We waited in vain Wednesday to hear the president say what many people know to be true, that Washington deserves a good share of the blame for the current economic crisis.

Instead, he spoke of "excesses and bad decisions" by lenders, borrowers and investment banks. He spoke of lenders not being careful enough when they extended credit. He spoke of borrowers getting in over their heads. He spoke of easy credit, and of bankers who were too free with cash. He spoke of a culture of optimism — former Fed Chairman Alan Greenspan might have called it "irrational exuberance" — that believed real-estate values would rise eternally.

But he said nothing about the folks in Washington who are supposed to regulate the lenders. Nothing about laws Congress and the president passed that essentially required lenders to write high-risk loans. Nothing about a Federal Reserve that set interest rates at artificially low rates, encouraging easy credit and giving Americans little incentive to save.

An increasingly angry America seemed to notice the oversight, which is why so many in Congress are hearing from constituents who view the pending bailout proposal as a gift from the powerful to the wealthy, at the expense of the masses.

The beauty of the free market is that it self-regulates. Smart investors prosper. The ones who make poor choices, or who get carried away into risky ventures, lose their money. The stark reality is that a government bailout, no matter how necessary it may be to keep the economy from grinding to a halt, will send a message to Wall Street encouraging risky behavior. Go wild. The government will pull you out in the end.

Americans always should be suspicious of political decisions that come within weeks of a major election. Right now Congress — including two high-profile presidential candidates — has every incentive to appear as if it is doing something. In Washington, drastic measures done quickly often result in unintended consequences.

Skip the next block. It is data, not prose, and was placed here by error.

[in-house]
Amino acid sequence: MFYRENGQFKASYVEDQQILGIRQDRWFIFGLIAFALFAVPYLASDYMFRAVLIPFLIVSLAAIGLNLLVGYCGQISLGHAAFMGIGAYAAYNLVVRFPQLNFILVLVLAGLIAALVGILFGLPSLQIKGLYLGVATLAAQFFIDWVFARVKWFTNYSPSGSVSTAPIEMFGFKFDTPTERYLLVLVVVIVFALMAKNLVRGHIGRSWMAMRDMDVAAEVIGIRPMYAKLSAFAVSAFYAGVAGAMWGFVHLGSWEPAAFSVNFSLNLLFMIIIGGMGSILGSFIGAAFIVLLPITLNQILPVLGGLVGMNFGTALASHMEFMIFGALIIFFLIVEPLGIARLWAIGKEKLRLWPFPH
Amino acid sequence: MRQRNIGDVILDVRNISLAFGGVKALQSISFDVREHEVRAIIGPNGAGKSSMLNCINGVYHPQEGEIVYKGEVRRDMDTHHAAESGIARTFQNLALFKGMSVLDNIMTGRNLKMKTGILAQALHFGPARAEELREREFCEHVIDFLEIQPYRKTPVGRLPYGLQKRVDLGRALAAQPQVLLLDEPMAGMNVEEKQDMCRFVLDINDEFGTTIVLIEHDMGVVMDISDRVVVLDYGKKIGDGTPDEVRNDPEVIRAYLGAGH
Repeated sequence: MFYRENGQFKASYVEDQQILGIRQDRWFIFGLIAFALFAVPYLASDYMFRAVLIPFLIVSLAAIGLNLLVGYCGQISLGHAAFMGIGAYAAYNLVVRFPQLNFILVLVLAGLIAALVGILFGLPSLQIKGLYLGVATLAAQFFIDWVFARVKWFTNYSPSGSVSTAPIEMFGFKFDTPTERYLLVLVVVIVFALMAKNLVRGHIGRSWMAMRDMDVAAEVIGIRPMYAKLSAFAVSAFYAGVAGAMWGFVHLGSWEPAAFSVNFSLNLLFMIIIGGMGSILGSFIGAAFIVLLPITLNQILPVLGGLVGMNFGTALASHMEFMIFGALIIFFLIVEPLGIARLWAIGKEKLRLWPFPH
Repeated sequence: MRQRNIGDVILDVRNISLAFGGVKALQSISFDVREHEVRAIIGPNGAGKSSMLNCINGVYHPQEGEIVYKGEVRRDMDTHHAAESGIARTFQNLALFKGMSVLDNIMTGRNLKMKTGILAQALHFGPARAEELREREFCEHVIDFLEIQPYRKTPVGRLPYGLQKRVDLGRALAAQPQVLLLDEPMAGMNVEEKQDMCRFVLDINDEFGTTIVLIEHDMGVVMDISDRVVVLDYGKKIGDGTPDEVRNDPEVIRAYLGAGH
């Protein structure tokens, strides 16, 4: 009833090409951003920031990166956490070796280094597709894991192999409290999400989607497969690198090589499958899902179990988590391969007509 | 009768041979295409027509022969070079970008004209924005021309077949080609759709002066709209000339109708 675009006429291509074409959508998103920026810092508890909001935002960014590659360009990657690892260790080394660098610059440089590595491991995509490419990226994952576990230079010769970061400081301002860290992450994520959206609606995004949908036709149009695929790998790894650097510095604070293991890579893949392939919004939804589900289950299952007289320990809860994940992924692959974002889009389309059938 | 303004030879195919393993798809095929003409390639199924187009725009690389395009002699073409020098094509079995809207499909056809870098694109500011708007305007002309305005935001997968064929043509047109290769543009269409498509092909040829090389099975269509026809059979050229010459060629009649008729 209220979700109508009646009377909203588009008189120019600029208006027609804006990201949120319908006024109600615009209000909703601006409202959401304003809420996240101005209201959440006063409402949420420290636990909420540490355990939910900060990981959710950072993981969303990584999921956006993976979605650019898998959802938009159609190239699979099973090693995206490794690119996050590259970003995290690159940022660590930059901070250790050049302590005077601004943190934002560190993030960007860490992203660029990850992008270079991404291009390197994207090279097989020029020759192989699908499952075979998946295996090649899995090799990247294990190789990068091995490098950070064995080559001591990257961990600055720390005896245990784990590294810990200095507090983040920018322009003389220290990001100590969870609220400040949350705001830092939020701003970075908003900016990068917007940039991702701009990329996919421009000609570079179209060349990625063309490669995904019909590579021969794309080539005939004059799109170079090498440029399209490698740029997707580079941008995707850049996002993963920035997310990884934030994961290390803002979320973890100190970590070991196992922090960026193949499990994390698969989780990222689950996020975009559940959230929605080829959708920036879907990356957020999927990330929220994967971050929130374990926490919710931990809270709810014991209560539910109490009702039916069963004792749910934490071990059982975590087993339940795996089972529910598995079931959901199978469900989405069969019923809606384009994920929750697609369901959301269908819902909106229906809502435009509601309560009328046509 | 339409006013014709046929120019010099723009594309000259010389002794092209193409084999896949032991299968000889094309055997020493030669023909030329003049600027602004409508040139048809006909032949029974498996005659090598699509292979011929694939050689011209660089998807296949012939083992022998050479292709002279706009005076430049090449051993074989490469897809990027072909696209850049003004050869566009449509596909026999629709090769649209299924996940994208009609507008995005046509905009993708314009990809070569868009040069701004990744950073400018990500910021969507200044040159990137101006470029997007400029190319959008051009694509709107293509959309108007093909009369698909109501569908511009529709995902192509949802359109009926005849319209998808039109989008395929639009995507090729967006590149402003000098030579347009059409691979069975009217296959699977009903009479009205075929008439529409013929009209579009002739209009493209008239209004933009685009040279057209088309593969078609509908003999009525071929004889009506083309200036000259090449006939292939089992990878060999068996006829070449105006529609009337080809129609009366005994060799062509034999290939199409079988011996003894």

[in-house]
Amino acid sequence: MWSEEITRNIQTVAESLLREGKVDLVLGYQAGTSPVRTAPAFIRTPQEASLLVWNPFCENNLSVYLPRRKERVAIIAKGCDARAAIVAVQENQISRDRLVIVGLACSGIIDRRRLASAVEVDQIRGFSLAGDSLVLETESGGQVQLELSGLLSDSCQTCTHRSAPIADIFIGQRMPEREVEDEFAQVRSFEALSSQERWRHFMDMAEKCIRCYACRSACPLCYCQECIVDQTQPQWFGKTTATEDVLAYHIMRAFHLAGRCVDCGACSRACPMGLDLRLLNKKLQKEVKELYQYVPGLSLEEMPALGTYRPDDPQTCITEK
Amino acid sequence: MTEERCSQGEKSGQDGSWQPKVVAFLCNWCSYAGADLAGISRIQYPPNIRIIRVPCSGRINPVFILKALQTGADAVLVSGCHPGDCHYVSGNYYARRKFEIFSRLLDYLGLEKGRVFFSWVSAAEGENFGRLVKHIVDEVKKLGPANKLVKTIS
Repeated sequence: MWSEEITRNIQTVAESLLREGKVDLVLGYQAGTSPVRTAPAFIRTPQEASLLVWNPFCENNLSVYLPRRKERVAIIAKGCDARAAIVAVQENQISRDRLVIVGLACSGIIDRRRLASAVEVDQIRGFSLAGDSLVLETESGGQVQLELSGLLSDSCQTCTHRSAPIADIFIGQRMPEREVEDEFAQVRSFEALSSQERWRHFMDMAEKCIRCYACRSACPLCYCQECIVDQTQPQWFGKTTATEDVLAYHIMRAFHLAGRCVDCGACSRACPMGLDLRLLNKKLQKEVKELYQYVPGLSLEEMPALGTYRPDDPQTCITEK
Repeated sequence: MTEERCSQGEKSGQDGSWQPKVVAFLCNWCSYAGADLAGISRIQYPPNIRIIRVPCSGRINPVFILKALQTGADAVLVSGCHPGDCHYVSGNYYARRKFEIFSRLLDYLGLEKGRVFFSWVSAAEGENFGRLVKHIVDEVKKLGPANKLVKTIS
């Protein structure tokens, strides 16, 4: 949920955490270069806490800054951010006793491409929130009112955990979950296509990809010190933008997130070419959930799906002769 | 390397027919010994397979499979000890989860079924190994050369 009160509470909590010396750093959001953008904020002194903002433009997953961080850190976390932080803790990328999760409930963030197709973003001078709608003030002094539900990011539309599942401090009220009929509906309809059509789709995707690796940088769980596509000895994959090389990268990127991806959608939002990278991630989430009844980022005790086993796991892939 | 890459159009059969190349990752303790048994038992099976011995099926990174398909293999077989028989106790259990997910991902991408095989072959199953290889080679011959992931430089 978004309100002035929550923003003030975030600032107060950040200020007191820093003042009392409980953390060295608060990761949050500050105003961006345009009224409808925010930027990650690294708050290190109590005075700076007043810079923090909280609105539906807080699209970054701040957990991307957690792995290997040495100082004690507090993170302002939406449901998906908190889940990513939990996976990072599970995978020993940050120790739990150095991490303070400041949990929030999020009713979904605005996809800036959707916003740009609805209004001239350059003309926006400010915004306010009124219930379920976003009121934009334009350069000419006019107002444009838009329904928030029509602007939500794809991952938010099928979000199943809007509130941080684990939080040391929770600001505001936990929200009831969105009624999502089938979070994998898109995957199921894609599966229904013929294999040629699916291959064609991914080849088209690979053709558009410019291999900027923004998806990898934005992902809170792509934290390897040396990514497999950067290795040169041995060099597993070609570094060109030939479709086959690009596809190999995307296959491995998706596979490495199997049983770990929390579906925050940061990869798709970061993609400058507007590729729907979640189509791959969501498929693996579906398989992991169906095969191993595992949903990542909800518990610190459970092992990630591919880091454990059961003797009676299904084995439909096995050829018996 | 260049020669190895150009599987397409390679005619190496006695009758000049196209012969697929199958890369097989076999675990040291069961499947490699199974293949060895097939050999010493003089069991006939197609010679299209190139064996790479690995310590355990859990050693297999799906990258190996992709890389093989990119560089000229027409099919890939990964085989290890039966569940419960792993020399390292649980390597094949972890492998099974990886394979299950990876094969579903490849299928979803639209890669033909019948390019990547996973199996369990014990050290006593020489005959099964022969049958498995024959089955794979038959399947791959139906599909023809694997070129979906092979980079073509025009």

On Thursday, the $700 billion bailout seemed to have shrunk to an initial $250 billion, with more to come if the Treasury secretary could demonstrate the need. Congress clearly is trying to gain more control over the matter, and it is trying to keep the bailout from granting the Treasury secretary authority that could not be questioned or reviewed.

We like the direction the discussion is heading. However, we are most intrigued by an alternative being discussed by a group of conservative lawmakers. Instead of a bailout, they would have Washington provide insurance to struggling firms that agreed to conditions, such as a freeze on their bad assets. The concept, according to an Associated Press report, would be to more directly aim the pain at Wall Street, rather than at taxpayers.

Perhaps then, catastrophe could be avoided while preserving the lesson that free enterprise does indeed come with consequences.